History Main / FamilyUnfriendlyAesop

25th Apr '16 4:34:35 AM Andyroid
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** "Ocarina" sees Jake deliver a rather cynical monologue that "the law ain't made to help earthy cats like us", that the powerful make laws to protect themselves and keep "the little guys" down.

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** "Ocarina" sees Jake deliver a rather cynical monologue that "the law ain't made to help earthy cats like us", and that the powerful make laws to protect themselves and keep "the little guys" down.
23rd Apr '16 6:03:28 PM Kid
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* Another classical [[AnAesop moral]] is that having imagination is ''good''. So ''When The Windman Comes'' by Antonia Michaelis is a huge subversion, with the moral "imagination, when not strictly separated from reality, is potentially very dangerous-it can isolate you and make you live in fear of imaginary horrors-all the while making you more vulnerable to RealLife. Sometimes, being a skeptic is favorable, even for a child." This is particularly jarring since many other books by the same author actually promote imagination and/or openness to seemingly impossible things.

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* Another classical [[AnAesop moral]] is that having imagination is ''good''. So ''When The Windman Comes'' by Antonia Michaelis is a huge subversion, with the moral "imagination, when not strictly separated from reality, is potentially very dangerous-it dangerous--it can isolate you and make you live in fear of imaginary horrors-all horrors--all the while making you more vulnerable to RealLife. Sometimes, being a skeptic is favorable, even for a child." This is particularly jarring since many other books by the same author actually promote imagination and/or openness to seemingly impossible things.
23rd Apr '16 5:59:31 PM Kid
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** ''The Bully'': Getting targeted by a bully at school? Don't bother to contact adults - AdultsAreUseless. Instead, ''fight back''! ''ONLY'' the bully will get in trouble... even though in real life, most schools have a "Zero tolerance" policy that would result in Sister being in just as much trouble as Tuffy. Oh, and all bullies have bad home lives, too. Some will argue that sometimes Adults ''are'' Useless, and physically self-defense can be necessary against a bully, but keep in mind that no other options were explored for dealing with said antagonist, and ViolenceIsTheOnlyOption seems ''very''out of place in a book aimed at preschoolers.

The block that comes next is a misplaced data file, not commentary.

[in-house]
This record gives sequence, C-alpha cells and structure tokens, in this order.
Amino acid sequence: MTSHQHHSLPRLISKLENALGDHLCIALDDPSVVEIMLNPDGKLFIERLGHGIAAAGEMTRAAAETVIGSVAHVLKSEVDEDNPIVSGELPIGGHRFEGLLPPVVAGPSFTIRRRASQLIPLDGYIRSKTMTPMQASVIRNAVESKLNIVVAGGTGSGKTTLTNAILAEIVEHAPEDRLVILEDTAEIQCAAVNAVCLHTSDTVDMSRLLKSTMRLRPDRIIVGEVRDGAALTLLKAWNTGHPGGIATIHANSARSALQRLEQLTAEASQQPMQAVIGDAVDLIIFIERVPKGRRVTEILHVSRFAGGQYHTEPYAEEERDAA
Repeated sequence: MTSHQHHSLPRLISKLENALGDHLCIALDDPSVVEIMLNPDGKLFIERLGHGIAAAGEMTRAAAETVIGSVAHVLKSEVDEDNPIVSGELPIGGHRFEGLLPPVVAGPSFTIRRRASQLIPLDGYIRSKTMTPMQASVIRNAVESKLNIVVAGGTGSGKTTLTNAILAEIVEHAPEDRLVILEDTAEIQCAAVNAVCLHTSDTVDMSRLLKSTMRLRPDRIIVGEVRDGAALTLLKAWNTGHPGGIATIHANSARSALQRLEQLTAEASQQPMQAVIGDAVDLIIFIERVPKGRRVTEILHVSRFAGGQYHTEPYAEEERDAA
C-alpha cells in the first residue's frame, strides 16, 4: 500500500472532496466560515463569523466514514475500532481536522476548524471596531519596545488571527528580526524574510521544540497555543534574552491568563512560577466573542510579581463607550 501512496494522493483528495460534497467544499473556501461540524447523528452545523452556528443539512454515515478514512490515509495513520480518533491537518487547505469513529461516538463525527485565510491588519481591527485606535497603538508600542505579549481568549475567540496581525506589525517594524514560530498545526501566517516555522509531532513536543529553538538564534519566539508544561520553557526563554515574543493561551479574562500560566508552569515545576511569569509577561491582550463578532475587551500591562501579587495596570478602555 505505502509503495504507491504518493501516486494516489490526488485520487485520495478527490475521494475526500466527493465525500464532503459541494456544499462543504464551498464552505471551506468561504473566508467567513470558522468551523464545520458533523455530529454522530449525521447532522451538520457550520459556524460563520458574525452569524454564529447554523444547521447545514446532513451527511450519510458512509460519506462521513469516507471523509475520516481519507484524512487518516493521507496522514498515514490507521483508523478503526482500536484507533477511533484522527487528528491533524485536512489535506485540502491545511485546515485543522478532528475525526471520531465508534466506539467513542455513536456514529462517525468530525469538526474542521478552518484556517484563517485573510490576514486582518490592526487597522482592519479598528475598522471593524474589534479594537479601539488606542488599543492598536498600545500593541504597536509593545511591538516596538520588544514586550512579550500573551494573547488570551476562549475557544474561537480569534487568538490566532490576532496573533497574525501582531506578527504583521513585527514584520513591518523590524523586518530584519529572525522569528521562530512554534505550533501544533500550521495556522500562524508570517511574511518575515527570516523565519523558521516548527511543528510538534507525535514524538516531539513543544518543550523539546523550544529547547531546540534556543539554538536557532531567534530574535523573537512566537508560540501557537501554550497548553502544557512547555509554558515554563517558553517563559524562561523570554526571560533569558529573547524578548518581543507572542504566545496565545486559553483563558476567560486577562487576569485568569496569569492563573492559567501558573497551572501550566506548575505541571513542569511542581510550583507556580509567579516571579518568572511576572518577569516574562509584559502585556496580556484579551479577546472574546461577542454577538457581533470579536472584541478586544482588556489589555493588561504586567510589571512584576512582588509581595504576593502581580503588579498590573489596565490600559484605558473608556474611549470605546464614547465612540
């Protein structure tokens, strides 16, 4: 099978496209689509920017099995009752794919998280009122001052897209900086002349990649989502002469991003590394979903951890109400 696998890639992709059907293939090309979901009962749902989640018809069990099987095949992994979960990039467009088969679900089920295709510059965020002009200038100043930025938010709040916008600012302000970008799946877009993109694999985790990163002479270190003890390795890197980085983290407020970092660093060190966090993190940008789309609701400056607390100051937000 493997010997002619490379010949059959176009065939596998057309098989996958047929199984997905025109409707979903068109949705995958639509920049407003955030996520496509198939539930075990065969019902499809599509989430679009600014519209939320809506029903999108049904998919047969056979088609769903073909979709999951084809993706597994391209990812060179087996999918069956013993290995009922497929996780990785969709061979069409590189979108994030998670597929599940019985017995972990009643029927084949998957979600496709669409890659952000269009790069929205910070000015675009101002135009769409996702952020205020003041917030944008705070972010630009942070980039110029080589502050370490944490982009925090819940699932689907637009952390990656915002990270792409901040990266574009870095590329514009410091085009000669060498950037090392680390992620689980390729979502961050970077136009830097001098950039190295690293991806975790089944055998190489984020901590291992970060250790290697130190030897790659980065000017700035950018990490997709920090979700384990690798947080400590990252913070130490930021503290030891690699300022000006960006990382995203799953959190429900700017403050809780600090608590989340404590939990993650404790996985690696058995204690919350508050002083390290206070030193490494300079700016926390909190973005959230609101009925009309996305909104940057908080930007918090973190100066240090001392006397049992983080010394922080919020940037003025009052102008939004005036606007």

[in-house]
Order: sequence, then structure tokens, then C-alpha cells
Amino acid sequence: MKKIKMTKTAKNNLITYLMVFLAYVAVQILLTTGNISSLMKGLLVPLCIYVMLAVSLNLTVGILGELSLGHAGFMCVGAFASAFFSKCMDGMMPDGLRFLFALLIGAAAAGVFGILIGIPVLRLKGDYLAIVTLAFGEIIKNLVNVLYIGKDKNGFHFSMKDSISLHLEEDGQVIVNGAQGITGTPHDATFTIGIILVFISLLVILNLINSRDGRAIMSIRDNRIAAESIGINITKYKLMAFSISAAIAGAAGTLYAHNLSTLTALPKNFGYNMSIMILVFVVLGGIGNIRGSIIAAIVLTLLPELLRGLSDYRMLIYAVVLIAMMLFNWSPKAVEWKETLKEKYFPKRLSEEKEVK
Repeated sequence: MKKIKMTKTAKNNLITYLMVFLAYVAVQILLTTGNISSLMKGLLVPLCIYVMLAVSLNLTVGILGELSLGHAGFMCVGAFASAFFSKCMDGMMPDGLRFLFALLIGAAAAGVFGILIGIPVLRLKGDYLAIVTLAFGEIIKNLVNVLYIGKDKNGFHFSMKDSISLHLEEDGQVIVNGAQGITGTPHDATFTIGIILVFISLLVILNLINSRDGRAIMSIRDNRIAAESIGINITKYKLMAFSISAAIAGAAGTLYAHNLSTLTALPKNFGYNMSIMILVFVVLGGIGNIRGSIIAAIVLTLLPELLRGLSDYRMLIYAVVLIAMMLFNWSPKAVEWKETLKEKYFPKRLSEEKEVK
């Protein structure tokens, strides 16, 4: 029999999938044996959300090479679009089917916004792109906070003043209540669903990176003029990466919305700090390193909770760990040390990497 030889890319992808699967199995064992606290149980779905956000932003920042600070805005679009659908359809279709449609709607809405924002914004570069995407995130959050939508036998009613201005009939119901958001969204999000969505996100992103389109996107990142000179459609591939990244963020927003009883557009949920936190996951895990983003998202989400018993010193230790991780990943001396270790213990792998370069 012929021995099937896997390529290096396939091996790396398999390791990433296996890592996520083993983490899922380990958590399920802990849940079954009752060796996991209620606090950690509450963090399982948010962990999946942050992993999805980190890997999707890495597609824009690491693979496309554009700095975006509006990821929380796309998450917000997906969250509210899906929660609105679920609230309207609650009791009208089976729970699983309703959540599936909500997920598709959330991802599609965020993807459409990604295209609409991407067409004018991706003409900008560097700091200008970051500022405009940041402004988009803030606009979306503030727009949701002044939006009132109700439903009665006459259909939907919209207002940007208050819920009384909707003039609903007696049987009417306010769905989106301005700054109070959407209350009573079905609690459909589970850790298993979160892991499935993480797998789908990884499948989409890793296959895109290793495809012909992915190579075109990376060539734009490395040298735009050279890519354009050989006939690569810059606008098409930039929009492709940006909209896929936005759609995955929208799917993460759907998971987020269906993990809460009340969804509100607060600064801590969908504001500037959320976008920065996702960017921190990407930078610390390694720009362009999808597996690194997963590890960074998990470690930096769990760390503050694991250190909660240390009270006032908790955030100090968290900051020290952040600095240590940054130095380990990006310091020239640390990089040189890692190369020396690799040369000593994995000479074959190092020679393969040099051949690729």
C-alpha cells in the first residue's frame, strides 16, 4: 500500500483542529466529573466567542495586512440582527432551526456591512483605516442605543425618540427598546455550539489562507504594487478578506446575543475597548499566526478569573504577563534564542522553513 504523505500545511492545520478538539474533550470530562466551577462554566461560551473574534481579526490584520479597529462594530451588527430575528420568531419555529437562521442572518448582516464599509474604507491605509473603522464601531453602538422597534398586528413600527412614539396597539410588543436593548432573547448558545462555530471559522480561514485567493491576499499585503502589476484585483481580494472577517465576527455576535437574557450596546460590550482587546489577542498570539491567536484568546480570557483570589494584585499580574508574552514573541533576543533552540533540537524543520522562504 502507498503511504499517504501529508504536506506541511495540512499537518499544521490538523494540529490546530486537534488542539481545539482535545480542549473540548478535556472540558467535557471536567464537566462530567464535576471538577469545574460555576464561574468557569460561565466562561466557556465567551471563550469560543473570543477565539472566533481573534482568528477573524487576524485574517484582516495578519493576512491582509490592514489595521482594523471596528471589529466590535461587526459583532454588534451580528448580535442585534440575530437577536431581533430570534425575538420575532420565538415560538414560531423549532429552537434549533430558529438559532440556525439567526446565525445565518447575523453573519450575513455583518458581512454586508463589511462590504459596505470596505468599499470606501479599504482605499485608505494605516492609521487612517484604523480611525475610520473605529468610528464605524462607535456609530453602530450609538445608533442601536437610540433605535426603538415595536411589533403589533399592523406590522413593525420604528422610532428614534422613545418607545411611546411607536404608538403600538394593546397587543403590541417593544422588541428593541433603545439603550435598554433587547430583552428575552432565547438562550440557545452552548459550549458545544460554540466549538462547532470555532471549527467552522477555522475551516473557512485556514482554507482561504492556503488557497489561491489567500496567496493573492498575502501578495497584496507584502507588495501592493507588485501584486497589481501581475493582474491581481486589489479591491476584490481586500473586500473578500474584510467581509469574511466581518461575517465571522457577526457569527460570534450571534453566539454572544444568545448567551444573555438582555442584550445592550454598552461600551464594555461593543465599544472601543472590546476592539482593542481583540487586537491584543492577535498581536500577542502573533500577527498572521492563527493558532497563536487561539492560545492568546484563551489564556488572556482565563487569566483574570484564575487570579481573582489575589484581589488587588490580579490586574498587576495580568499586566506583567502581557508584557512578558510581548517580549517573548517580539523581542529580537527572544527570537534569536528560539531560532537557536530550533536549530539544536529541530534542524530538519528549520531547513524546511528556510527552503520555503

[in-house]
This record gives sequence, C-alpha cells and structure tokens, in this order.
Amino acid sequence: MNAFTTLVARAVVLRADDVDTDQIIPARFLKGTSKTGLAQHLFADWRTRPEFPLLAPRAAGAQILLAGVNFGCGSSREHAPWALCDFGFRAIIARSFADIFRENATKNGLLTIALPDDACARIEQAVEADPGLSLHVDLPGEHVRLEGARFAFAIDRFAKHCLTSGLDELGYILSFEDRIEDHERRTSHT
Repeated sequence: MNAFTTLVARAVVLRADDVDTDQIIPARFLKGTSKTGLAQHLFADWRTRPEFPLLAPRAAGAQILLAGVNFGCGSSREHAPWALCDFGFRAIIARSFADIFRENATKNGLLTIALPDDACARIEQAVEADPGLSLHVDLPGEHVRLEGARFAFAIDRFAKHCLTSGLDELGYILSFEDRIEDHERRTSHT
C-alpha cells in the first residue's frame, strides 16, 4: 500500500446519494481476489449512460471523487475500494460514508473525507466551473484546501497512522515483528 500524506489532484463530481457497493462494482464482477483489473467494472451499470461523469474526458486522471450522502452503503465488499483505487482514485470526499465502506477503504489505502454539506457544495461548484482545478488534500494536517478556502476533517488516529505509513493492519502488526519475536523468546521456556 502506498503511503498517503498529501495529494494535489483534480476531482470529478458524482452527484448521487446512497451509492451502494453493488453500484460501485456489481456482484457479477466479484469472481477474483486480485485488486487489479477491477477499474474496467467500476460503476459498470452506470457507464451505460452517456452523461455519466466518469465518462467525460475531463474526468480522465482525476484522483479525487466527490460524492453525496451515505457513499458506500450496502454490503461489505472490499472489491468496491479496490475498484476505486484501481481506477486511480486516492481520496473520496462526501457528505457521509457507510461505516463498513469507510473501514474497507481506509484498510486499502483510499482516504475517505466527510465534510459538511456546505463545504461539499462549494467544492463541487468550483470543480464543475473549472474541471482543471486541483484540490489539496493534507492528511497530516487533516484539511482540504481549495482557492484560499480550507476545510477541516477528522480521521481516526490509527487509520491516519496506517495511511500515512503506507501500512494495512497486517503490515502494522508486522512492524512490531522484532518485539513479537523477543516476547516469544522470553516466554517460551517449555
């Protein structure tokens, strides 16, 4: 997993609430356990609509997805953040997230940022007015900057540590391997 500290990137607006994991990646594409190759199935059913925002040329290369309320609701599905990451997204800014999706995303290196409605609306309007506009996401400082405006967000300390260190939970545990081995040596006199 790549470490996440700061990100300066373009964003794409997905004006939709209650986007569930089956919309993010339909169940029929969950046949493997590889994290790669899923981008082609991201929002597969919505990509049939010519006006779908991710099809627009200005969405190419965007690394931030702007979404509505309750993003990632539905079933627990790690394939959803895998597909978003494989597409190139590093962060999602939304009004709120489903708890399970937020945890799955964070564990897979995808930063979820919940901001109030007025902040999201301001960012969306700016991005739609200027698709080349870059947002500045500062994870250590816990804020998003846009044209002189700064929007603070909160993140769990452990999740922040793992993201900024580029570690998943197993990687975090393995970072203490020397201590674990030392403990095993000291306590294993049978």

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** ''The Bully'': Getting targeted by a bully at school? Don't bother to contact adults - AdultsAreUseless. Instead, ''fight back''! ''ONLY'' the bully will get in trouble... even though in real life, most schools have a "Zero tolerance" policy that would result in Sister being in just as much trouble as Tuffy. Oh, and all bullies have bad home lives, too. Some will argue that sometimes Adults ''are'' Useless, and physically self-defense can be necessary against a bully, but keep in mind that no other options were explored for dealing with said antagonist, and ViolenceIsTheOnlyOption seems ''very''out ''very'' out of place in a book aimed at preschoolers.
23rd Apr '16 5:58:12 PM Kid
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** Another one is "The Bat and the Weasels", in which a bat escapes from a bird-hating weasel by claiming to be a mouse, then later from a second weasel who hates mice by pretending to be a bird. The moral, which Aesop himself states outright at the end of the fable, is that it's sometimes wiser to change your affiliation in order to save your own skin. It's ethically questionable and it encourages cowardice, deception and equivocation, but it's also undeniably practical and effective. (Although it also verges on BrokenAesop since, as many people have pointed out, the bat could just [[TakeAThirdOption tell the weasels he's neither a bird]] ''[[TakeAThirdOption nor]]'' [[TakeAThirdOption a mouse]].)

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** Another one is "The Bat and the Weasels", in which a bat escapes from a bird-hating weasel by claiming to be a mouse, then later from a second weasel who hates mice by pretending to be a bird. The moral, which Aesop himself states outright at the end of the fable, is that it's sometimes wiser to change your affiliation in order to save your own skin. It's ethically questionable and it encourages cowardice, deception and equivocation, but it's also undeniably practical and effective. (Although it also verges on BrokenAesop since, as many people have pointed out, the bat could just [[TakeAThirdOption tell the weasels he's neither a bird]] ''[[TakeAThirdOption nor]]'' [[TakeAThirdOption a mouse]].mouse]], though this might be a side effect of ScienceMarchesOn.)
15th Apr '16 11:47:42 AM Jhonny
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** Use of motivational stories told FromACertainPointOfView left a seriously blurry line between between trying to spare somebody's feelings and being a ManipulativeBastard when it advanced your goals.

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** Use of motivational stories told FromACertainPointOfView left a seriously blurry line between between trying to spare somebody's feelings and being a ManipulativeBastard when it advanced your goals.